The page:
Not only do you want to list stats and achievements using concrete numbers and info whenever possible, but you also want your resume to tell a compelling story of your myriad accomplishments, and to do that, you need context. Were you the top selling regional account executive? Great, but don’t leave out the fact that there are over 60 other account executives in your region. Did you roll out a new CRM system? Be sure to mention that you also evaluated multiple platforms, identified the system most suited to your organization’s needs, and negotiated the contract. Your accomplishments will be best illustrated if you also provide the backdrop for which to showcase them.
3. Have I Included Tangible Metrics to Help Illustrate My Successes?
Your outstanding achievements and notable statistics related to your work effort are most easily digested when you assign a number or result to everything you’ve done of note. Having something that a hiring manager can quickly grasp, especially if it demonstrates your excellence, will help you stand above the rest. So, if you not only met but exceeded your sales goal month to month, you’d have a bullet saying, “Exceeded sales quota by 30%.” If something you did helped the organization cut costs and reach a desired end result sooner, be clear about how all that happened. Don’t just say “Oversaw website redesign,” say, “Completed website redesign two weeks early, resulting in $5,000 cost savings.”
4. Is it Easy to Spot My Key Achievements?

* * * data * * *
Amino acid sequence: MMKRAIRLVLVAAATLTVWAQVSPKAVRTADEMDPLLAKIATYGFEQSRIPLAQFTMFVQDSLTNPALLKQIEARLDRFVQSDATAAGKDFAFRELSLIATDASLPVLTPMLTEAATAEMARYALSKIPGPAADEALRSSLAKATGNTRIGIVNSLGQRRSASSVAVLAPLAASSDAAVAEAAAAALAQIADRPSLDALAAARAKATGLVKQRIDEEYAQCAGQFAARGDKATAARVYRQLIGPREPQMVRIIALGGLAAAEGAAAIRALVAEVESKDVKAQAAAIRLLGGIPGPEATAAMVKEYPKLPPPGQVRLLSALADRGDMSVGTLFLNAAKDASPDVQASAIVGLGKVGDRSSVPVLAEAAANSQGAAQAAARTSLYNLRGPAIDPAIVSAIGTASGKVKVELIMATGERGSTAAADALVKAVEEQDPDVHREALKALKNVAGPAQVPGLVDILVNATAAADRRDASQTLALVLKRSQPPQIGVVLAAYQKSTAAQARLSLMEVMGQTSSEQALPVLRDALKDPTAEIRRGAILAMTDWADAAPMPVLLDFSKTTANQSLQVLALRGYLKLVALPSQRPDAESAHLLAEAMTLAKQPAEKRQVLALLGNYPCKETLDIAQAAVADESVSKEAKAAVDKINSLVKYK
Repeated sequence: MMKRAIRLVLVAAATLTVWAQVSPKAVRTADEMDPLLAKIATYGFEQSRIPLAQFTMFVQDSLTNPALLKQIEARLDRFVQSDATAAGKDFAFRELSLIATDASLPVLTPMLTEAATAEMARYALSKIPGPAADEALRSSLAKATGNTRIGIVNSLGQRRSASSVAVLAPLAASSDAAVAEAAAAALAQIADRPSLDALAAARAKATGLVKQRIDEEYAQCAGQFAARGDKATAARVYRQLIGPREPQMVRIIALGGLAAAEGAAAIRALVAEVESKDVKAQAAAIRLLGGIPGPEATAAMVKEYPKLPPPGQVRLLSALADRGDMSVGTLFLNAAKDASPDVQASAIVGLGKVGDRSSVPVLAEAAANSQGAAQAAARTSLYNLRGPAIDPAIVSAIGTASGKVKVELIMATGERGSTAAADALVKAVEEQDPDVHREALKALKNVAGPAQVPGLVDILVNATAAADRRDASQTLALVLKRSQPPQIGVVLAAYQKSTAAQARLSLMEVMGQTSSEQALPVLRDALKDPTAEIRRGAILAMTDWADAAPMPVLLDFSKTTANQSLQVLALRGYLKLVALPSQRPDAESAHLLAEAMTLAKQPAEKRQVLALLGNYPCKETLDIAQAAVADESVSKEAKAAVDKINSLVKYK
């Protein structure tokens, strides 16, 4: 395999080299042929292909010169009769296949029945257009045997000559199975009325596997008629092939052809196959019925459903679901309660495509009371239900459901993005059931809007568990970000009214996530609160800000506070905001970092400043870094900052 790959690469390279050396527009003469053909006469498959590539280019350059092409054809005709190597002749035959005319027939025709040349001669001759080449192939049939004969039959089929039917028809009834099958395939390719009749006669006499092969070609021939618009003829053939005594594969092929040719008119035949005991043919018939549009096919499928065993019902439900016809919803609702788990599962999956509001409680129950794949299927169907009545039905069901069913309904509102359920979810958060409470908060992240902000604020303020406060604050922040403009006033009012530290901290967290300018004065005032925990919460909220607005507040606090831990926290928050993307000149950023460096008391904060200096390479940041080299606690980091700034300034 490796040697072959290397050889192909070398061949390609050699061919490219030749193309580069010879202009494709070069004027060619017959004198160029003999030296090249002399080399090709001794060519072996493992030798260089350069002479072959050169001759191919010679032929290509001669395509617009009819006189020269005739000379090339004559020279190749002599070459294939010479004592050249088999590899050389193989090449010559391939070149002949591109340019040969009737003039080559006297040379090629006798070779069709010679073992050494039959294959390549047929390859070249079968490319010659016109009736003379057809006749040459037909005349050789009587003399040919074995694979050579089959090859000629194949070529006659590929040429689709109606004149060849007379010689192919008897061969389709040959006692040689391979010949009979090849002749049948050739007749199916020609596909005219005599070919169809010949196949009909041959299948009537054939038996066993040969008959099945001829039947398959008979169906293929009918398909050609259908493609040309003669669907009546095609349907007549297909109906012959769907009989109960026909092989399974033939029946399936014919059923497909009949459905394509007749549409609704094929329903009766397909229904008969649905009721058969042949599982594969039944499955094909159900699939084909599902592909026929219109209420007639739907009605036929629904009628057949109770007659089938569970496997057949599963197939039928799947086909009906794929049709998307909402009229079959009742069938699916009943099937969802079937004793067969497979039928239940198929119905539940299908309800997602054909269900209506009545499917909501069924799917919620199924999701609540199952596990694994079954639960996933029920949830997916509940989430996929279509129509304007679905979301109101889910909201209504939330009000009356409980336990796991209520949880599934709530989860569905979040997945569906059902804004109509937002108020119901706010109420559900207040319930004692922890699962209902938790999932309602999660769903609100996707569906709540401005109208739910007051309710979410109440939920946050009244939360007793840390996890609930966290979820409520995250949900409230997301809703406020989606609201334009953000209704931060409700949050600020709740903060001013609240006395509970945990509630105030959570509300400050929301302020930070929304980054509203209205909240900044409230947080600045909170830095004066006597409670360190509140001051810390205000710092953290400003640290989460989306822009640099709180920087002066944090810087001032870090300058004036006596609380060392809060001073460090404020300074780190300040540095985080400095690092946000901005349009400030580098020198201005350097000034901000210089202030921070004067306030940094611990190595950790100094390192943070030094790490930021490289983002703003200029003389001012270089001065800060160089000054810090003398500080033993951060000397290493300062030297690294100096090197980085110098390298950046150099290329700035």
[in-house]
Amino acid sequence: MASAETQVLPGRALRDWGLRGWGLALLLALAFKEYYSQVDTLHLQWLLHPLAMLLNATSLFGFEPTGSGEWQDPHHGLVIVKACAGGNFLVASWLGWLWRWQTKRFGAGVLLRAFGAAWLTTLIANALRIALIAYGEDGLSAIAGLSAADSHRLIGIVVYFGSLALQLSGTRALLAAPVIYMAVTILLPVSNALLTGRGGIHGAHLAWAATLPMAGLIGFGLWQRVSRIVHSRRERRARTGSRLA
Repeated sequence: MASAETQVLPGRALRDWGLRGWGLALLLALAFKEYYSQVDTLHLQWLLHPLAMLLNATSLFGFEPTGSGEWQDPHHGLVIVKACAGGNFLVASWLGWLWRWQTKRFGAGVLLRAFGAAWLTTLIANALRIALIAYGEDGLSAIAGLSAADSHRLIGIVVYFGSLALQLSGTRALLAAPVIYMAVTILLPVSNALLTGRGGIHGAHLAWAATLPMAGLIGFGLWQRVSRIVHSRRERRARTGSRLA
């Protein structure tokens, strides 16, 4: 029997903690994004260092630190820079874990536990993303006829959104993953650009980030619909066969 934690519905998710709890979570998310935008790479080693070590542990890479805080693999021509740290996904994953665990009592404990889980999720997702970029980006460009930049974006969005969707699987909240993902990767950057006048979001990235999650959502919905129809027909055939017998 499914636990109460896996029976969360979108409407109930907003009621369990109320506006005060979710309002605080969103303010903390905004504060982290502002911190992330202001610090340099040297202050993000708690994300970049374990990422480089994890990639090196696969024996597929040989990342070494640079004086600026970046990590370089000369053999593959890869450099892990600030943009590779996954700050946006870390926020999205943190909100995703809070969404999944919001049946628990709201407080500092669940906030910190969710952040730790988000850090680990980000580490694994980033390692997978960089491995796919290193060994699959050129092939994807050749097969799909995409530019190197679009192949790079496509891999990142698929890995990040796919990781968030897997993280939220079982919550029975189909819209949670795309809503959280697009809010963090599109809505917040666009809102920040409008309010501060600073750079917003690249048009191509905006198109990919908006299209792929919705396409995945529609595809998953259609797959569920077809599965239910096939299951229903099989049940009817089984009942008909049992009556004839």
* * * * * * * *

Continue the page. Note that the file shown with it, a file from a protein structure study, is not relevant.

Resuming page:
Call out your accomplishments by adding a dedicated “Key Achievements” subsection under each of your jobs or creating a stand-alone “Key Achievements” section on your resume if you don’t feel that you have enough content for every single position you’re listing. The trick, however you decide to do it, is to make these easy to spot without cluttering up your resume. You can bold the words “Key Achievements” or you can consider making your tangible metrics bold; for example, “Created new invoicing system, resulting in a 25% decrease in late payments.”
Ultimately, spending more resume real estate on what you’ve accomplished and focusing less on your day to day responsibilities will pay off. It’s great that you manage your company’s Twitter page but it’s even more impressive that you’ve doubled the number of followers since you took over writing and scheduling tweets. Did you design a training program for your company’s new software rollout? That’s impressive, but mentioning that this program resulted in a 100% increase in user adoptions is what will catch a recruiter’s eye.
Resumes that highlight specific, meaty stats are the ones that catch my attention when I’m scrolling through hundreds of applications. Few things are more meaningful to a person reviewing these materials than featured results, numbers, and key accomplishments. Homing in on what yours are and refining them so that they stand tall is what’s going to get you noticed—not the fact that you are responsible for answering prospective client inquiries or that you belonged to the Environmental Club and were a member of Phi Beta Kappa sorority. You’ve worked hard, now’s the time to show it off.
Jaclyn Westlake worked as an agency recruiter and an HR manager in the startup, tech, and finance space for nearly 10 years before branching out into resume writing, freelance recruiting, and career advising. These days, you can find her sharing job search insights on The Muse and blogging about boat life on The Wife Aquatic. She's also an avid paddleboarder, proud plant-based eater, and doting dog mom to a 10-year old dachshund mix named Indiana Jones.More from this Author